In addition to driving up competition, this collaborative approach highlights how shared digital systems can lead to streamlining of processes.
With, for example, a website that matches available lorries to shipper needs, based on prices and location coverage, one would expect integration on delivery information. And with the future offering the same level of detail and control across each step in the supply chain, real-time information will be visible from initial supplier right through to customer delivery.
The potential for savings all along the logistics chain is frankly massive. From empty miles and storage capacity underuse/excess, to re-arranged courier delivery scheduling, huge opportunities exist.
This model allows niche companies to continue to compete against full-solution supply chain providers. In addition, with greater transparency, each player can manage their own credibility without being undermined by partners who may under-deliver. Just as end-customers can expect to move more easily, niche providers will be able to change partners with greater flexibility.
The challenges of the collaborative models are bound up in compliance and in consistency of approach across different providers. Trust – whether it’s implicit through brand management or gained explicitly through insurance – is a vital component for these models.
And as with all new technologies, industry standards will need to evolve and become entrenched. While this is already occurring, there may be inter-operability challenges.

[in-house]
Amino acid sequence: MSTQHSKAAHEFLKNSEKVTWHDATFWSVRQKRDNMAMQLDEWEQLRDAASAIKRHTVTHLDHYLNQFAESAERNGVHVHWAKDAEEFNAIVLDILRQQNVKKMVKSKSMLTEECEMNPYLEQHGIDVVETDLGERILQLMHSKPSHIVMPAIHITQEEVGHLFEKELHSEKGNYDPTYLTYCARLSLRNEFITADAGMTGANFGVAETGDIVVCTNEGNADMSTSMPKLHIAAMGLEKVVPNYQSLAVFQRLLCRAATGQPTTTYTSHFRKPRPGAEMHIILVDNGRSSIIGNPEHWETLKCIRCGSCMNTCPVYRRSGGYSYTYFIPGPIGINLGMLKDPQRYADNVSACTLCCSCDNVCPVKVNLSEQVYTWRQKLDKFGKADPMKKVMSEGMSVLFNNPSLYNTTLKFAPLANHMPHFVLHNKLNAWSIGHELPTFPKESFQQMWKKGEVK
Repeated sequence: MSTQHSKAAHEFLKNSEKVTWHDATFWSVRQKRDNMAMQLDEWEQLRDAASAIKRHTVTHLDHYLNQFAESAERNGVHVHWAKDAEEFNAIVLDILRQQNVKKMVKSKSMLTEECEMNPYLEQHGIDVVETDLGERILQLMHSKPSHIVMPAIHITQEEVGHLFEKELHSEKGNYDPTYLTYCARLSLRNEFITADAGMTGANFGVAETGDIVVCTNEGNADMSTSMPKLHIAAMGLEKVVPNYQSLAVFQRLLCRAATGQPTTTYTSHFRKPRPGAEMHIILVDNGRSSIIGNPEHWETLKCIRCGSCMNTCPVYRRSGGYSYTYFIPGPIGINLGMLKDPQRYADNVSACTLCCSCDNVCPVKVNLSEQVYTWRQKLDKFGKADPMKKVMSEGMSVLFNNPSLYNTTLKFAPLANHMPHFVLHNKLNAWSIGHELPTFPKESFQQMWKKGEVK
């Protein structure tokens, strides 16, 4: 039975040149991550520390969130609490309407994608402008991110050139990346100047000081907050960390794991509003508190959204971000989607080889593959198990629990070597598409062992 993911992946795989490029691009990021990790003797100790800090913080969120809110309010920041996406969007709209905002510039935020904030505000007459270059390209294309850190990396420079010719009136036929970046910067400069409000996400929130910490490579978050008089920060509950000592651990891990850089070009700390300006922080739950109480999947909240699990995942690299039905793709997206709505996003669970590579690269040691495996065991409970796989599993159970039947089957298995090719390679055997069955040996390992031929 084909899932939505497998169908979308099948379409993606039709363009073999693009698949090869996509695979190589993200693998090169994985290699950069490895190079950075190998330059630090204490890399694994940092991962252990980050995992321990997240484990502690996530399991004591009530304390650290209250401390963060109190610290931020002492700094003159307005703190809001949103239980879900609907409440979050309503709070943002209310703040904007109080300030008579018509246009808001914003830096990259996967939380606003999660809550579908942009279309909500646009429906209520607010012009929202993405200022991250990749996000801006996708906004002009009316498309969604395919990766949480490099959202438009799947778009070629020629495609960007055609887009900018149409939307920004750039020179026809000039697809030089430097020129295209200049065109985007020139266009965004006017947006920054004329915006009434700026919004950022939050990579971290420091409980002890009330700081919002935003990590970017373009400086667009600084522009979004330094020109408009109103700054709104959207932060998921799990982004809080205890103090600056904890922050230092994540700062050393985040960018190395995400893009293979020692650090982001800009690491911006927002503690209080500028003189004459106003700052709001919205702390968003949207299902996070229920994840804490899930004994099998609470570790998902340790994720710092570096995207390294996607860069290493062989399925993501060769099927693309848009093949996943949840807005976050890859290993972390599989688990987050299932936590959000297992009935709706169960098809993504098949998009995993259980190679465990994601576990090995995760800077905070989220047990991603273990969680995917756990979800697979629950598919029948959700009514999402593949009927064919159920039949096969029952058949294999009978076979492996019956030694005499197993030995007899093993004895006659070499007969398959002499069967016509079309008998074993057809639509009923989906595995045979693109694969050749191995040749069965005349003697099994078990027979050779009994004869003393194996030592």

Adapting to the Ecosystem
To succeed, logistics companies will need to react quickly (or, indeed, proactively) to ensure service levels and pricing match increasing customer expectations.
The reality is that the drive for greater efficiency cannot be achieved without companies embracing change. Alongside this will be adopting tools required to get there – be they technology, workplace management, planning, systems or mindset.
The bigger companies in the industry will look to achieve greater traction through the diverse data harvesting potential of IoT and the forecasting it can fuel through big data analysis. However, SMEs will always have the advantage of greater agility in the marketplace.
It may well be that the potential of the sharing economy, empowered by the immediacy of online tools, can give a disproportionate strength to smaller providers who act collaboratively to access a wide market whilst maintaining the flexibility inherent in their size.
Furthermore, quick thinking, and quick-acting, organisations can succeed through fresh workplace management (such as in recruitment and training), as well as accurate identification of what technological advances (such as 3D printing, augmented reality tools or automated last mile delivery) will work for them.
Lions will always be at the top of the food chain. But the ecosystem is constantly evolving to ensure every animal, if agile or crafty enough, has its niche.
Zupplychain employs algorithmic matching of customer’s search requirements to warehouse availability to show warehouse pricing, along with an automated and structured process to progress enquiries and a cloud based system to manage customer stock in provider’s warehouses.